CQC inspections, DUQ and NHS England’s quangos

03 November 2015   Add comments

I visited 12 services last week including all those in the London Borough of Sutton. I met a number of long standing staff working in those services who are the real backbone of CMG. We are introducing a recognition scheme for long service scheme in the New Year as a way of thanking people who have stayed with CMG over many years.

We have experienced a considerable number of CQC inspections in the last couple of weeks as the regulator tries to catch up with its back log and hit its target of services being inspected by September 2016. A big congratulations to Florence Regonye and her two teams at 1 and 5 Fengates in Surrey. Both services received very good inspection reports and were rated as ‘good’ in each of the five areas that CQC looks at: safe, effective, responsive, caring and well-led and were rated as good overall. We are hoping that we may get one of two more ‘outstanding’ rated services following this recent round of inspections. However there are a couple of services which may be rated as ‘requires improvement’. This is either because there has been concerns about the performance of the registered manager which we have been addressing or because there has been several changes of manager in a relatively short period of time, disrupting continuity in the service. Registered Managers are absolutely key to ensuring that high quality services are delivered. I would personally like to see them given a higher status in social care and the recognition of the difficult, challenging and professional job that they do.

On the subject of Registered Managers, I jointly facilitated a workshop for Registered Managers, together with Sarah Maguire, from Choice Support, on Friday, looking at implementation of the Driving Up Quality Code. As well as carrying out self assessments of your organisation, using the Code, it can also be used at an individual service level as a way of getting feedback from families, people we support and external professionals and a really effective way of both Driving Up Quality and demonstrating that the service is well-led to CQC. I was very impressed with the calibre of the managers we met, a number of whom, had already been involved in doing a self assessment, either in their organisation or their service. One of the things that we explored at the workshop was culture. We all know that the culture of organisations is important but it is quite an intangible concept. With the help of the managers, we identified a number of measurable criteria of what makes a good culture in a social care organisation. We will be looking forward to share this nationally through the Driving Up Quality steering group and I would also like to share it in future on my blog.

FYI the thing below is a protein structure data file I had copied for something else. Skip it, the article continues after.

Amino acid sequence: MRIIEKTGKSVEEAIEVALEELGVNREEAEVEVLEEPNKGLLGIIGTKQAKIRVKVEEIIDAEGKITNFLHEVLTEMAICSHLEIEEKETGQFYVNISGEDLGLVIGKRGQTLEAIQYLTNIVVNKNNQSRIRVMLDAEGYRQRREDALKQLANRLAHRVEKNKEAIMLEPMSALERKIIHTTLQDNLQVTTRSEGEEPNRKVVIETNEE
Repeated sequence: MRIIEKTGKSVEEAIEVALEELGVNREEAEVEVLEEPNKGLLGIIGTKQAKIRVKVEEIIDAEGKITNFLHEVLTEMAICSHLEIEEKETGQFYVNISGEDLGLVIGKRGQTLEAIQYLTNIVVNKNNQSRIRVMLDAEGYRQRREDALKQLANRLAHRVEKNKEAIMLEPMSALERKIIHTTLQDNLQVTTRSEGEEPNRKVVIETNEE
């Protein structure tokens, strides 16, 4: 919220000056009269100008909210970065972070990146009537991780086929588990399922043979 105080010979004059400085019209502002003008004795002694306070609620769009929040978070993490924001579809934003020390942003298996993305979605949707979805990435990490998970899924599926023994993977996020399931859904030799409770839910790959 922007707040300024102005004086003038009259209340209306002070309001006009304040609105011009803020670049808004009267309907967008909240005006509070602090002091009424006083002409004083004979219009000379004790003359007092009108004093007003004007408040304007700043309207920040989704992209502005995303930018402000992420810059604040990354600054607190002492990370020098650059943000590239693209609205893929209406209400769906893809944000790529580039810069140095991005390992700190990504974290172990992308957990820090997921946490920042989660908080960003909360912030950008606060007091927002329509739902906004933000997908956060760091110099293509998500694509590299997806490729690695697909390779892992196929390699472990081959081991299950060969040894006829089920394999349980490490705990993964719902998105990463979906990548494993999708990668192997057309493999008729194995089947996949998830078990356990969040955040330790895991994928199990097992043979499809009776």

To end with, I would just like to comment on the NHS England report which was published on Friday, which sets the target of closing between 30 and 50% of hospital beds for people with learning disabilities. I fully support the ambition, but I was rather concerned that the report lacked substance on how the change will happen. NHS England appears to believe that establishing 49 quangos involving local government, CCG’s and NHS England specialist commissioning will deliver this complex change. After many years of dealing with such quangos when I was in the NHS, I am feeling rather sceptical that the bureaucratic challenges involved can be overcome and the service change driven through. NHS England is also assuming that 49 highly competent people can be identified to lead each of these quangos effectively. Unfortunately I doubt there are 49 people in the country with the experience and skills to drive through such complex project management. I also don’t think that the money provided by NHS England to support change is anywhere near sufficient. For example, £15 million of capital is being made available to develop new schemes. Given that a number of people leaving hospitals will have particularly complex needs requiring specially designed and expensive accommodation, that money might only house 30-40 people when new services are required for 1,200 to 1,300.

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